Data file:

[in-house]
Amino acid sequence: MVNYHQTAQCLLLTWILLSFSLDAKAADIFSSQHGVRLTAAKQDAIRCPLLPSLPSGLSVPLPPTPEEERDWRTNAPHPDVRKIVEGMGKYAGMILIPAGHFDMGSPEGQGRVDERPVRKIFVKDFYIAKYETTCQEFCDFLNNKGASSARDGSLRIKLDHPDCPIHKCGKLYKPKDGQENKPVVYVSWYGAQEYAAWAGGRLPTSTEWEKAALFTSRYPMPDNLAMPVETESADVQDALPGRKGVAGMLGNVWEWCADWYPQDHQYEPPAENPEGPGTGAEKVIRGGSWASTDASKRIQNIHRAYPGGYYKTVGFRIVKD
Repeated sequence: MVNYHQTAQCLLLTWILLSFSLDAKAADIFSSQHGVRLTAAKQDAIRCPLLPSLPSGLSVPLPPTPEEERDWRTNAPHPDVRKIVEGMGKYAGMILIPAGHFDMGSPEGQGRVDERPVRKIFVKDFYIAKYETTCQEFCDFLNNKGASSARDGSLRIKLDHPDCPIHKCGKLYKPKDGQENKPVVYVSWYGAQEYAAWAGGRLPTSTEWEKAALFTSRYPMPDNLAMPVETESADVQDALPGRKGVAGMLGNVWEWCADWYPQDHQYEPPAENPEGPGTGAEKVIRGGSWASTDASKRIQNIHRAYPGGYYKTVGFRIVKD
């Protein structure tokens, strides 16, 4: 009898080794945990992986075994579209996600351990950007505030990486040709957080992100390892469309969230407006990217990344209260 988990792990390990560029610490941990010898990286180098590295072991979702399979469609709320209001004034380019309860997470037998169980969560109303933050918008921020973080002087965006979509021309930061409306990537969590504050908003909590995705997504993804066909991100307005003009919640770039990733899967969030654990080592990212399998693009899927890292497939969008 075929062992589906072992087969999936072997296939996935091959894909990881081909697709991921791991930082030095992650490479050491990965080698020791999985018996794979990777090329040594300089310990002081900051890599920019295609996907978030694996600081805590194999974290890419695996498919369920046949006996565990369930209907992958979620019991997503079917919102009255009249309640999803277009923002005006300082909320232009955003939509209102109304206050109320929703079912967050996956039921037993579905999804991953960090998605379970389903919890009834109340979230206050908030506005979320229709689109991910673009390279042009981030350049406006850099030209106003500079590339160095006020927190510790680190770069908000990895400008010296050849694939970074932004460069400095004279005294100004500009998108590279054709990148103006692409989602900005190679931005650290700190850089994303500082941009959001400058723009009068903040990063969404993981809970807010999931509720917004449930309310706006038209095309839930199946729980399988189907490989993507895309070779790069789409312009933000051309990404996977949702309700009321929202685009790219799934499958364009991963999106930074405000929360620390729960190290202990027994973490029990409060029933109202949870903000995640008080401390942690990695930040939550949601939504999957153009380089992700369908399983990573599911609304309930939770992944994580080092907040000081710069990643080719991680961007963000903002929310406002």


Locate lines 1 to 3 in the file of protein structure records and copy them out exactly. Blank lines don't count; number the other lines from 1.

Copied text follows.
[in-house]
Amino acid sequence: MVNYHQTAQCLLLTWILLSFSLDAKAADIFSSQHGVRLTAAKQDAIRCPLLPSLPSGLSVPLPPTPEEERDWRTNAPHPDVRKIVEGMGKYAGMILIPAGHFDMGSPEGQGRVDERPVRKIFVKDFYIAKYETTCQEFCDFLNNKGASSARDGSLRIKLDHPDCPIHKCGKLYKPKDGQENKPVVYVSWYGAQEYAAWAGGRLPTSTEWEKAALFTSRYPMPDNLAMPVETESADVQDALPGRKGVAGMLGNVWEWCADWYPQDHQYEPPAENPEGPGTGAEKVIRGGSWASTDASKRIQNIHRAYPGGYYKTVGFRIVKD
Repeated sequence: MVNYHQTAQCLLLTWILLSFSLDAKAADIFSSQHGVRLTAAKQDAIRCPLLPSLPSGLSVPLPPTPEEERDWRTNAPHPDVRKIVEGMGKYAGMILIPAGHFDMGSPEGQGRVDERPVRKIFVKDFYIAKYETTCQEFCDFLNNKGASSARDGSLRIKLDHPDCPIHKCGKLYKPKDGQENKPVVYVSWYGAQEYAAWAGGRLPTSTEWEKAALFTSRYPMPDNLAMPVETESADVQDALPGRKGVAGMLGNVWEWCADWYPQDHQYEPPAENPEGPGTGAEKVIRGGSWASTDASKRIQNIHRAYPGGYYKTVGFRIVKD